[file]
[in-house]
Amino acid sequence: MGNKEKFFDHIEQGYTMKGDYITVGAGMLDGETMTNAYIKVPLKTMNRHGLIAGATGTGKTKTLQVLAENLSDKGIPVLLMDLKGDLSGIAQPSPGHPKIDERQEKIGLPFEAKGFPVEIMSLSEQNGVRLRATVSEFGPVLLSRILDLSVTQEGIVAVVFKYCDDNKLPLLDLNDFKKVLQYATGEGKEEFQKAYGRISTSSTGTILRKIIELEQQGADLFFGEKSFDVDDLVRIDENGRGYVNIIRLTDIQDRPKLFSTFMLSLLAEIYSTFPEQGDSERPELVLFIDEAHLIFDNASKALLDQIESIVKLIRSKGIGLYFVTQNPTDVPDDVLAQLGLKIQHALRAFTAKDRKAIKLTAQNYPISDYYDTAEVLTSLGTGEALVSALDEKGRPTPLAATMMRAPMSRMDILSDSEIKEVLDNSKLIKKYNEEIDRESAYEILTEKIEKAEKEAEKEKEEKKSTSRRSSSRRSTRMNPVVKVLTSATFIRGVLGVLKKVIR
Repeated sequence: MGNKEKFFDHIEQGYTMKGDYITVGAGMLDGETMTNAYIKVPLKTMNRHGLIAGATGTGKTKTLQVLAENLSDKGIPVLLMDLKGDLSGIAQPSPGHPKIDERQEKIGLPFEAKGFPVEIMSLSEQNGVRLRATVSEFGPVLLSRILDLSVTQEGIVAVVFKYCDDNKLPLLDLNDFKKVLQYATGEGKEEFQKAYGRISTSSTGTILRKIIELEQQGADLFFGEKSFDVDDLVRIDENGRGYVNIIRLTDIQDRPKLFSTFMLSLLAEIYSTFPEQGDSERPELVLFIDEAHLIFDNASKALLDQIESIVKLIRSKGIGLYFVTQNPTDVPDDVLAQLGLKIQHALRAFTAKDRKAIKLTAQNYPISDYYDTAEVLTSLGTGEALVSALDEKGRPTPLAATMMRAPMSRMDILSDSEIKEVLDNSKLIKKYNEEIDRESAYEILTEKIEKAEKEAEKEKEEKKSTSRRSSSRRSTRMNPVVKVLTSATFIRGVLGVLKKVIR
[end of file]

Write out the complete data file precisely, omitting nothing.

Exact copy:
[in-house]
Amino acid sequence: MGNKEKFFDHIEQGYTMKGDYITVGAGMLDGETMTNAYIKVPLKTMNRHGLIAGATGTGKTKTLQVLAENLSDKGIPVLLMDLKGDLSGIAQPSPGHPKIDERQEKIGLPFEAKGFPVEIMSLSEQNGVRLRATVSEFGPVLLSRILDLSVTQEGIVAVVFKYCDDNKLPLLDLNDFKKVLQYATGEGKEEFQKAYGRISTSSTGTILRKIIELEQQGADLFFGEKSFDVDDLVRIDENGRGYVNIIRLTDIQDRPKLFSTFMLSLLAEIYSTFPEQGDSERPELVLFIDEAHLIFDNASKALLDQIESIVKLIRSKGIGLYFVTQNPTDVPDDVLAQLGLKIQHALRAFTAKDRKAIKLTAQNYPISDYYDTAEVLTSLGTGEALVSALDEKGRPTPLAATMMRAPMSRMDILSDSEIKEVLDNSKLIKKYNEEIDRESAYEILTEKIEKAEKEAEKEKEEKKSTSRRSSSRRSTRMNPVVKVLTSATFIRGVLGVLKKVIR
Repeated sequence: MGNKEKFFDHIEQGYTMKGDYITVGAGMLDGETMTNAYIKVPLKTMNRHGLIAGATGTGKTKTLQVLAENLSDKGIPVLLMDLKGDLSGIAQPSPGHPKIDERQEKIGLPFEAKGFPVEIMSLSEQNGVRLRATVSEFGPVLLSRILDLSVTQEGIVAVVFKYCDDNKLPLLDLNDFKKVLQYATGEGKEEFQKAYGRISTSSTGTILRKIIELEQQGADLFFGEKSFDVDDLVRIDENGRGYVNIIRLTDIQDRPKLFSTFMLSLLAEIYSTFPEQGDSERPELVLFIDEAHLIFDNASKALLDQIESIVKLIRSKGIGLYFVTQNPTDVPDDVLAQLGLKIQHALRAFTAKDRKAIKLTAQNYPISDYYDTAEVLTSLGTGEALVSALDEKGRPTPLAATMMRAPMSRMDILSDSEIKEVLDNSKLIKKYNEEIDRESAYEILTEKIEKAEKEAEKEKEEKKSTSRRSSSRRSTRMNPVVKVLTSATFIRGVLGVLKKVIR